We should use the 80:20 rule to tackle covid and aid a revival
R. Jagannathan | Editorial director, ‘Swarajya’ magazine
Jagannathan argues for the 80:20 rule to tackle Covid-19 — 80 per cent of the outcomes in any situation result from 20 per cent of the causes. He notes that this is not a literal ratio but an indication that a small minority of causes account for a “vast majority” of results. India followed this when it limited testing to those who traveled abroad or showed symptoms of the infection, but with growing cases this strategy needs to move from diligent contact tracing to asking every positive case to list who they have met and asking those people to get tested themselves. We cannot rely on a “posse of policemen” to bring in those who need testing, he writes.
Time to redraw national priorities on health and agriculture
G Chandrashekhar | Policy commentator and agribusiness specialist
Hindu Business Line
Chandrashekhar argues that this pandemic has exposed serious weaknesses in our healthcare and social development system and it’s time that it should receive primary attention. Despite being the world’s largest milk producer and second-largest producer of rice, wheat and sugar, India ranks 102 out of 117 countries when tracked for hunger. which is a matter of “national shame”, the author says. We need to seriously introspect about our priorities and investments, he notes.
Growth lessons for states from Gujarat, Karnataka
TV Mohandas Pai | Chairman, Aarin Capital Partners
Nisha Holla | Technology fellow, C-CAMP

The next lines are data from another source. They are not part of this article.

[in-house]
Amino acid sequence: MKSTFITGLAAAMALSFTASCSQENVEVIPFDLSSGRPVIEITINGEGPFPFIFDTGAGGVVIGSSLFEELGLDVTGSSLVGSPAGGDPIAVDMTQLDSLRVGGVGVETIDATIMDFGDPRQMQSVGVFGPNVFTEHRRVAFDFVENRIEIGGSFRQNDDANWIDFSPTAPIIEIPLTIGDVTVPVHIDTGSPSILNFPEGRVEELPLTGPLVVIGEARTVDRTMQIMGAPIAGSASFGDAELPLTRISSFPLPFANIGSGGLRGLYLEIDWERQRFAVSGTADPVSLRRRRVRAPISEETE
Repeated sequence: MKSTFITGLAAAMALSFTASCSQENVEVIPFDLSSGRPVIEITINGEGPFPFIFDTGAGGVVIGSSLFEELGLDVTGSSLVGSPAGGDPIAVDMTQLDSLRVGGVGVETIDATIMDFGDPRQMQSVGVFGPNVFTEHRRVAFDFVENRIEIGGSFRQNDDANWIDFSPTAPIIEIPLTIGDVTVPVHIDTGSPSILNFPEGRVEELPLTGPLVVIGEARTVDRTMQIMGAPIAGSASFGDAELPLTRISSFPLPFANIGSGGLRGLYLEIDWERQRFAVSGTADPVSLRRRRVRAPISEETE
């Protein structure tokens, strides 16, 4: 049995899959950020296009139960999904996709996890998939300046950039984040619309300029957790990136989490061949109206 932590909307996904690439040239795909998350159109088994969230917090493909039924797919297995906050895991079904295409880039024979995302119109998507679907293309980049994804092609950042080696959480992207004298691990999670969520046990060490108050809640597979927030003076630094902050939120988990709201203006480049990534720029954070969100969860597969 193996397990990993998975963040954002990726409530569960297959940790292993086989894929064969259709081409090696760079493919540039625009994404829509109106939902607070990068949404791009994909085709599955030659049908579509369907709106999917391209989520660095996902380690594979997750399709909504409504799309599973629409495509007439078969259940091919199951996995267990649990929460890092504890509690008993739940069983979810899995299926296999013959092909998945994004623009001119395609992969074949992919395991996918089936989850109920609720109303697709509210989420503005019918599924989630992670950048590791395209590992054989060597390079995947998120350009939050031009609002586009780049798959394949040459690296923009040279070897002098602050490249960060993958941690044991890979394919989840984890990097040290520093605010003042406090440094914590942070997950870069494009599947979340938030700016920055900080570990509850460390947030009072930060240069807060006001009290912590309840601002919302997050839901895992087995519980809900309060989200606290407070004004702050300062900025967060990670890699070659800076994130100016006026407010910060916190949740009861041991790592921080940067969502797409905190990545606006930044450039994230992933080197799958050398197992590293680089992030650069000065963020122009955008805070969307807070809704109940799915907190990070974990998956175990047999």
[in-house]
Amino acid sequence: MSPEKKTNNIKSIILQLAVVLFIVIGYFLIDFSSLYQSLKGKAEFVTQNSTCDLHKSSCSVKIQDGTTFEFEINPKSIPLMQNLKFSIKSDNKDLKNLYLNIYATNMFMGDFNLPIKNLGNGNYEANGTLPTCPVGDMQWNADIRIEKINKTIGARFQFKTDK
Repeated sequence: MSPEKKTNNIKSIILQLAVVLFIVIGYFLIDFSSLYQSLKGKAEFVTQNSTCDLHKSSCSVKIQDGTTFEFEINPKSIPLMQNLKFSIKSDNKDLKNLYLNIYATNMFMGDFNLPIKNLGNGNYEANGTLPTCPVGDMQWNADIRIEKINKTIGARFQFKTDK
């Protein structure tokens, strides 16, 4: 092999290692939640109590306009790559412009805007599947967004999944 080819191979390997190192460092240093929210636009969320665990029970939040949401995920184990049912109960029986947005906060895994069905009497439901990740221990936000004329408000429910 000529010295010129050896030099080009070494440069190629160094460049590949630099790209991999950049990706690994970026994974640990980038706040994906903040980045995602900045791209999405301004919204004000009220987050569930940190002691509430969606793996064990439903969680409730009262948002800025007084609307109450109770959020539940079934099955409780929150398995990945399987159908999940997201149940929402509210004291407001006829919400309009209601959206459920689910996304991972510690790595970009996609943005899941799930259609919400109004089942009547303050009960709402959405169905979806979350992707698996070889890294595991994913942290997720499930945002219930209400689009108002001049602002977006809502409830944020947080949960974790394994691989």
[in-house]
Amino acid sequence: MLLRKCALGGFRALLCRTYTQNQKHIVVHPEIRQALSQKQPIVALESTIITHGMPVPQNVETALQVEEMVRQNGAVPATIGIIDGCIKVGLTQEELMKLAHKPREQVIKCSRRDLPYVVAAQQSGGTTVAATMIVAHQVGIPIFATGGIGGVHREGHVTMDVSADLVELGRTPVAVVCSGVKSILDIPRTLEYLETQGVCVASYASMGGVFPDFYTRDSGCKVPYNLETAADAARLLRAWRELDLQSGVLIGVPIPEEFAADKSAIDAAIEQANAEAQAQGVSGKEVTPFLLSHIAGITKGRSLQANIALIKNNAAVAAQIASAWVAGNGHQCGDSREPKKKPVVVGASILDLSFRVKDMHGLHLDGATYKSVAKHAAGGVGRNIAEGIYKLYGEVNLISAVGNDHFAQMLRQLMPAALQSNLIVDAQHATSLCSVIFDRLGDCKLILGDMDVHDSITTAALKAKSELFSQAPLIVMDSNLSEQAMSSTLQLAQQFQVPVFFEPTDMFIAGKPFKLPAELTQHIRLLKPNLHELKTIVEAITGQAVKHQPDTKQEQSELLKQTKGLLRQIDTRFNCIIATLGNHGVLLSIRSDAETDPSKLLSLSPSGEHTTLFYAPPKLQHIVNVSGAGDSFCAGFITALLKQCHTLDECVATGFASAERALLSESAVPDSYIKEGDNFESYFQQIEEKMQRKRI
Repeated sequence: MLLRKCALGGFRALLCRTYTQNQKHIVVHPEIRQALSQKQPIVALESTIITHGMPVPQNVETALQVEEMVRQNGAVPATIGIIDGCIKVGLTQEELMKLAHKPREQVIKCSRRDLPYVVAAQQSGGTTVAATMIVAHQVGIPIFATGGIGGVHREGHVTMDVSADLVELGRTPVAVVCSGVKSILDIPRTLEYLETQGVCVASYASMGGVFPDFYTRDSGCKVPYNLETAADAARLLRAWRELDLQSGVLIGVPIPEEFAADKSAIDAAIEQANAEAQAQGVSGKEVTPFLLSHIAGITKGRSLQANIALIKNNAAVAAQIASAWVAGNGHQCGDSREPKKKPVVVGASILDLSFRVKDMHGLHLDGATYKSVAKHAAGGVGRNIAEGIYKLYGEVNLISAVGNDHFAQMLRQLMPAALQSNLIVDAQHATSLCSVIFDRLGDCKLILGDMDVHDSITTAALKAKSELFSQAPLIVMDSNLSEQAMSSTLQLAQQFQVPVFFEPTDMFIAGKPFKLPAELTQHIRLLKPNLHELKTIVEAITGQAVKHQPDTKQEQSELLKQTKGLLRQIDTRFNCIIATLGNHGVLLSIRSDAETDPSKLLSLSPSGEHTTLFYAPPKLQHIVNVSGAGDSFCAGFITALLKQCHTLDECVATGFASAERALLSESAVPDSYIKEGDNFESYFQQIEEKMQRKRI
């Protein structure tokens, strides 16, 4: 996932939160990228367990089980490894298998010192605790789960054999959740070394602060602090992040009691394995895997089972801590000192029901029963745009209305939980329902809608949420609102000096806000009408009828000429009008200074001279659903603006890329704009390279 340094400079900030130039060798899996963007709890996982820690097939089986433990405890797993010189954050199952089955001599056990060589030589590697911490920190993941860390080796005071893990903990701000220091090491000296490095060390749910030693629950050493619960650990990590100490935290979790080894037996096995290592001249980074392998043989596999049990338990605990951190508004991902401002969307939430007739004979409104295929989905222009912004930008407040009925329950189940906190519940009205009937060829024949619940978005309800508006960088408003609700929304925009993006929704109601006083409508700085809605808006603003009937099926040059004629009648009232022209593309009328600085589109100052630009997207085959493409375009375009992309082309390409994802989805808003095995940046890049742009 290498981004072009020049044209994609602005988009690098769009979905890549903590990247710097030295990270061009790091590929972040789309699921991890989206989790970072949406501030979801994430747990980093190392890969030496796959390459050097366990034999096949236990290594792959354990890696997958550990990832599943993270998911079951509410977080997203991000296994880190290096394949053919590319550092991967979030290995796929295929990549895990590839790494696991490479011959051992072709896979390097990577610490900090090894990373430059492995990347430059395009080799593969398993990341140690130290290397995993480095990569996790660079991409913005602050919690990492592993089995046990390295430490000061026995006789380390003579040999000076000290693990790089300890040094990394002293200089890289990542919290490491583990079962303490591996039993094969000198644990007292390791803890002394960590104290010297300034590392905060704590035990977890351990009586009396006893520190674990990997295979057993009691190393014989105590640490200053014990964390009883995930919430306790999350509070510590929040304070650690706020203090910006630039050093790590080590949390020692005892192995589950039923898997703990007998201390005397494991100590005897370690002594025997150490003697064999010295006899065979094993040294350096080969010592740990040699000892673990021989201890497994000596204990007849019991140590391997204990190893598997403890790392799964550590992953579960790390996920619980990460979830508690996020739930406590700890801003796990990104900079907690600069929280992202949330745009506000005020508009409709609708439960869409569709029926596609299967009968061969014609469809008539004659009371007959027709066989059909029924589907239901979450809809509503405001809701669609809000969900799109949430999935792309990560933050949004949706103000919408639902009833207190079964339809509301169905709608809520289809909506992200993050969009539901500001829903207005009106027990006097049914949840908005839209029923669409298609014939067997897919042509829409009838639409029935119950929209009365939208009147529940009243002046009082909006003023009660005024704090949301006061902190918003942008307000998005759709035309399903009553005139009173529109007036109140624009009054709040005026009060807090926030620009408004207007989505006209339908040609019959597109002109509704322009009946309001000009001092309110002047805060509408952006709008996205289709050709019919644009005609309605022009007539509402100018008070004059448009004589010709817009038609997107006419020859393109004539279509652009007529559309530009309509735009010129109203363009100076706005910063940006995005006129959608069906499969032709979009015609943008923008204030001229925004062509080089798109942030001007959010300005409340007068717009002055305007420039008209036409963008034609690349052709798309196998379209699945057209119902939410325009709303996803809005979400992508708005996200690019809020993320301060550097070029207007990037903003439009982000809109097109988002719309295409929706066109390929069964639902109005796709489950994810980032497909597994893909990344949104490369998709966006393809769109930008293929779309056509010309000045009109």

The authors note that the states of Karnataka and Gujarat provide excellent models in driving economic growth via services and industry sectors amid the pandemic. While Karnataka’s economy is driven by its service sector, Gujarat’s economy derives only 37 per cent from services. Both states must study the other and implement complementary strategies for faster and more balanced growth, which can offer effective models to other states.
The Indian Express: The newspaper comments on the measures announced for MSMEs (Micro medium and small enterprises) and lists various options for the government to provide support for MSMEs. All dues owned by governments and public sector undertakings to MSMEs can be immediately cleared. The government could set up a credit guarantee fund that backstops loans to MSMEs, it suggests.
Hindustan Times: In light of the ‘Bois locker room’ incident, HT argues that boys are the product of a patriarchal society that has allowed ‘locker room’ to go unchecked. This is not just a Delhi problem or an Instagram problem. The incident points to how patriarchal culture has percolated down to the new generation. It can only be fought by changing the very mindset that encourages this violent behaviour by adopting a policy of zero-tolerance, it suggests.